In 2019, the United Kingdom took a pioneering step by enacting legislation for achieving net zero emissions by 2050, establishing itself as a global leader in climate policy.
However, with the expected doubling of electricity demand by 2030 due to the electrification of heating, transportation, and industry, the UK faces the challenge of simultaneously decarbonizing and electrifying its energy landscape.
A recent study conducted by GE Vernova’s Energy Consulting division emphasizes the need for substantial investment in renewable and decarbonized generation, amounting to an additional 250 GW by 2050 — more than double the current capacity.
The study underscores the requirement for ten carbon capture and storage (CCS) facilities to be developed and built by 2035 to attain the UK’s power system and net zero objectives. CCS entails capturing carbon dioxide (CO2) emissions from industrial processes and power generation, transporting them via pipelines and securely storing them underground.
The UK’s ambitious plans to cultivate a thriving CCS market and address global warming while achieving its net zero goals are commendable:
- A CCS target aims to capture and store 20–30 megatonnes of CO2 annually by 2030.
- The government has committed £20 billion in funding for CCS projects.
- Tailored financial instruments, such as dispatchable power agreements (DPA), have been devised for power plants and industrial emitters.
- A regulated asset base model (RAB) is under consideration to support transport and storage (T&S) infrastructure.
The establishment of four CCS clusters by 2030 in the East Coast, Northwest England/North Wales, Scotland, and Humber is envisioned to form a comprehensive system for capturing carbon emissions from industrial and power sectors, subsequently storing them in the North Sea and Irish Sea.
Efficiency across all components of this system is crucial to mitigate overall project risk and ensure bankability. Although CCS technology is not novel, the nascent market carries inherent risks akin to large-scale industrial projects as seen in the LNG or petrochemical industries. Nevertheless, these risks can be addressed through appropriate financing structures, contingent on robust regulatory support and government guidance.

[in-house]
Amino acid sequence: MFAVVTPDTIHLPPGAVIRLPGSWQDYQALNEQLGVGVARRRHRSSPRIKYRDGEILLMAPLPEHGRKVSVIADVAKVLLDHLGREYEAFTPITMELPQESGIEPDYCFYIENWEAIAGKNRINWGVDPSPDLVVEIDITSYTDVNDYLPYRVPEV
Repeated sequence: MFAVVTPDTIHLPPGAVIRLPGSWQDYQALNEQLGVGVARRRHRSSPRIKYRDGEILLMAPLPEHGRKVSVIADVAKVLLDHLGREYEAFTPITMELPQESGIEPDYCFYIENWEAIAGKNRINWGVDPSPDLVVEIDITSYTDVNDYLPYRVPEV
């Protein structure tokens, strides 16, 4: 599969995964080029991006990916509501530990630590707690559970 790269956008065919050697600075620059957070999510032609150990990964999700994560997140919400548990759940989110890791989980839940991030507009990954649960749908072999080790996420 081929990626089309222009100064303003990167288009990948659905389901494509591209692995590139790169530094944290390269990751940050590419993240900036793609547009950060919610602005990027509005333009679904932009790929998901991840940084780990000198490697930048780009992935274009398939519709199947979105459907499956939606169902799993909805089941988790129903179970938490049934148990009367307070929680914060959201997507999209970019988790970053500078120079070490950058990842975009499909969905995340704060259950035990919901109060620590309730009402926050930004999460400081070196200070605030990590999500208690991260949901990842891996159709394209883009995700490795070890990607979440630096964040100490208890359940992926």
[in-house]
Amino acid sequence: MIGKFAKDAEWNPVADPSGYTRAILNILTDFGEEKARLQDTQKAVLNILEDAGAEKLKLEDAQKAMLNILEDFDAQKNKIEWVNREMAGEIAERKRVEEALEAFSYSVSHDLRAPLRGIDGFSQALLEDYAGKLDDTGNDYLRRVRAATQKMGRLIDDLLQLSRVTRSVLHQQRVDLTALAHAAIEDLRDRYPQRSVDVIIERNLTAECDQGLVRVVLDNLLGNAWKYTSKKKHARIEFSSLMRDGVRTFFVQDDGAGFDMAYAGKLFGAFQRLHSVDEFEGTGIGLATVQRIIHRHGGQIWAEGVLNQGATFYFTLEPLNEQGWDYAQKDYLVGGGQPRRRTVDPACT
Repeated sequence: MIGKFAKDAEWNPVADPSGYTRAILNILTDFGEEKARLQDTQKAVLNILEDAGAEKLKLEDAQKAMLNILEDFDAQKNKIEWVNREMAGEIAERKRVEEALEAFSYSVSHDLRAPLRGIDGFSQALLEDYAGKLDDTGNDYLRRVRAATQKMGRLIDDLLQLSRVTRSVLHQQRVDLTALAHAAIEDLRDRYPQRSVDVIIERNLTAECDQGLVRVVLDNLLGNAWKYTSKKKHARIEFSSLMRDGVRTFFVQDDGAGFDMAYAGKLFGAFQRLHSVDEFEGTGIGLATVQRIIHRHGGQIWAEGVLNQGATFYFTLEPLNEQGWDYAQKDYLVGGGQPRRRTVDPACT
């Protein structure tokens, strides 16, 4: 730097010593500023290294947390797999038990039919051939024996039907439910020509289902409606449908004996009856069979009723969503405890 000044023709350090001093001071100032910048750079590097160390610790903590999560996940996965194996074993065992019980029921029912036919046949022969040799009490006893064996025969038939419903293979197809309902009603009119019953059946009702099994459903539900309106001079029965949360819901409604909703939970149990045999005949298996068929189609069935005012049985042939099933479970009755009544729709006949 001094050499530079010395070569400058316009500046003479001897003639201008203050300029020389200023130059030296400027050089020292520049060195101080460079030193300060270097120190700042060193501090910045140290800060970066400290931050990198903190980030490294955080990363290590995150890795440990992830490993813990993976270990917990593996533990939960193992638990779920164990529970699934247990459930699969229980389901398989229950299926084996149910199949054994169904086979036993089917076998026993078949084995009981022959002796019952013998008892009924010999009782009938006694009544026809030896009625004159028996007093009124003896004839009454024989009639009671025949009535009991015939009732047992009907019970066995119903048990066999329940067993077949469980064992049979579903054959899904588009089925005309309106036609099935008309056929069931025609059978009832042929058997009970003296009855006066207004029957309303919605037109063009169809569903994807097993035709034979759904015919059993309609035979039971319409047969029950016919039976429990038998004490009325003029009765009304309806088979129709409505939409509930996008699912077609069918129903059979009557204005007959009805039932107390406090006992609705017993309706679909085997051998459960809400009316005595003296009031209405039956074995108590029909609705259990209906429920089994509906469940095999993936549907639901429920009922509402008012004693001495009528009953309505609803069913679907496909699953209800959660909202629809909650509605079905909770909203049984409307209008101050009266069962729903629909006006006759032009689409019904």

In my opinion, three additional factors warrant consideration:
Market size confidence: The certainty of the future CCS market’s size and supply chain is a pivotal investment consideration. Building a new supply chain for a small market or a single project is not economically advantageous.
I would urge the government to produce a UK CCS Roadmap with a clear volume target for 2035 to foster confidence and support domestic supply chains as has happened with offshore wind (50GW by 20230) and nuclear (24GW by 2050).
Timely establishment of emitters and T&S systems: The success and attractiveness of CCS projects hinge on multiple revenue streams, requiring timely agreements with industrial emitters in each cluster and the development of the T&S system. Government commitment to selecting carbon capture sites within new and existing clusters is vital to enhance investor confidence and attract private sector investment.
Continued government support: Sustaining carbon capture projects necessitates unwavering government support, well-funded investment channels, and expedited decision-making. While the framework is now in place, rapid decision-making on deployment timelines, contracting agreements, and CCS volume targets in the next 12 months is crucial to maintain the momentum that has been built by the hard work of both Government and the private sector.
Thus far, credit must be given to the UK for implementing mechanisms that would eventually create a carbon economy that funds itself and becomes attractive for funding in later decades without Government intervention. The recommendations posed will work to solidify and bolster these initial efforts and propel the UK forward as an energy transition and CCS leader globally.
On a final note, the stakes to deliver UK’s first CCS cluster extend beyond demonstrating the viability of CCS in the UK; they encompass the nation’s role as a global net zero leader.
As the private sector stands prepared to take calculated risks, bold actions from politicians and policymakers are essential to share this collective risk and ensure the success of this significant endeavour.
Nomi Ahmad is CEO of GE Vernova’s Financial Services business, based in London.